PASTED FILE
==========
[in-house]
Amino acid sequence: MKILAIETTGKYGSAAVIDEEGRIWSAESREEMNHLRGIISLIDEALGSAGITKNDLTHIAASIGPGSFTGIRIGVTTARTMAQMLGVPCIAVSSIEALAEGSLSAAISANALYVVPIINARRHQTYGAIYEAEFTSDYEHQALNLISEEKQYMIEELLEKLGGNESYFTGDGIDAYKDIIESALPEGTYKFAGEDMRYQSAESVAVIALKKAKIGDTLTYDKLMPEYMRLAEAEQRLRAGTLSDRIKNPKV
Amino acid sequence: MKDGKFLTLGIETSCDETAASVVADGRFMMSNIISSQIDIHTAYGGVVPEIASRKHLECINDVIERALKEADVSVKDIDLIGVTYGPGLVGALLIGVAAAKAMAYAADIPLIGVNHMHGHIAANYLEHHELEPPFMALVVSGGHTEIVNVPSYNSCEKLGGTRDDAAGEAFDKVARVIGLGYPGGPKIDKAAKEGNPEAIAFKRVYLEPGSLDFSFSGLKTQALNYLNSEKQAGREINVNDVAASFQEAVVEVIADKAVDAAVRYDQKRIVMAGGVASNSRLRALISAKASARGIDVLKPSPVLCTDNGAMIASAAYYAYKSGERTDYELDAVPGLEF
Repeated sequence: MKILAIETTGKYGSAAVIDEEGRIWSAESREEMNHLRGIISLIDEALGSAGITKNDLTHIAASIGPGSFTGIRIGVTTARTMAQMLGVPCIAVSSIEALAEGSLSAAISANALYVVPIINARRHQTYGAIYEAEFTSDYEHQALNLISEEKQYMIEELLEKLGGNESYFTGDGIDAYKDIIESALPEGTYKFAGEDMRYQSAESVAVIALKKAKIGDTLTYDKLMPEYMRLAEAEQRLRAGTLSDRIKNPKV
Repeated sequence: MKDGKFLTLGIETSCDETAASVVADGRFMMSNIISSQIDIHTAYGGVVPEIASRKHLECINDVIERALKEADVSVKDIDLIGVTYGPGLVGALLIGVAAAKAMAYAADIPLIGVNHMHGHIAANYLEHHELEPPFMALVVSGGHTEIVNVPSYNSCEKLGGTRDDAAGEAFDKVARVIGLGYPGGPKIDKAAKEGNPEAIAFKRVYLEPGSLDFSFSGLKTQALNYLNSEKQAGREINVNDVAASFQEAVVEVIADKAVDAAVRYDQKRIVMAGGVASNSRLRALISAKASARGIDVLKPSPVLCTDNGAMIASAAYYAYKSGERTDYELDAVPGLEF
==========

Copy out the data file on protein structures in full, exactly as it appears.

[in-house]
Amino acid sequence: MKILAIETTGKYGSAAVIDEEGRIWSAESREEMNHLRGIISLIDEALGSAGITKNDLTHIAASIGPGSFTGIRIGVTTARTMAQMLGVPCIAVSSIEALAEGSLSAAISANALYVVPIINARRHQTYGAIYEAEFTSDYEHQALNLISEEKQYMIEELLEKLGGNESYFTGDGIDAYKDIIESALPEGTYKFAGEDMRYQSAESVAVIALKKAKIGDTLTYDKLMPEYMRLAEAEQRLRAGTLSDRIKNPKV
Amino acid sequence: MKDGKFLTLGIETSCDETAASVVADGRFMMSNIISSQIDIHTAYGGVVPEIASRKHLECINDVIERALKEADVSVKDIDLIGVTYGPGLVGALLIGVAAAKAMAYAADIPLIGVNHMHGHIAANYLEHHELEPPFMALVVSGGHTEIVNVPSYNSCEKLGGTRDDAAGEAFDKVARVIGLGYPGGPKIDKAAKEGNPEAIAFKRVYLEPGSLDFSFSGLKTQALNYLNSEKQAGREINVNDVAASFQEAVVEVIADKAVDAAVRYDQKRIVMAGGVASNSRLRALISAKASARGIDVLKPSPVLCTDNGAMIASAAYYAYKSGERTDYELDAVPGLEF
Repeated sequence: MKILAIETTGKYGSAAVIDEEGRIWSAESREEMNHLRGIISLIDEALGSAGITKNDLTHIAASIGPGSFTGIRIGVTTARTMAQMLGVPCIAVSSIEALAEGSLSAAISANALYVVPIINARRHQTYGAIYEAEFTSDYEHQALNLISEEKQYMIEELLEKLGGNESYFTGDGIDAYKDIIESALPEGTYKFAGEDMRYQSAESVAVIALKKAKIGDTLTYDKLMPEYMRLAEAEQRLRAGTLSDRIKNPKV
Repeated sequence: MKDGKFLTLGIETSCDETAASVVADGRFMMSNIISSQIDIHTAYGGVVPEIASRKHLECINDVIERALKEADVSVKDIDLIGVTYGPGLVGALLIGVAAAKAMAYAADIPLIGVNHMHGHIAANYLEHHELEPPFMALVVSGGHTEIVNVPSYNSCEKLGGTRDDAAGEAFDKVARVIGLGYPGGPKIDKAAKEGNPEAIAFKRVYLEPGSLDFSFSGLKTQALNYLNSEKQAGREINVNDVAASFQEAVVEVIADKAVDAAVRYDQKRIVMAGGVASNSRLRALISAKASARGIDVLKPSPVLCTDNGAMIASAAYYAYKSGERTDYELDAVPGLEF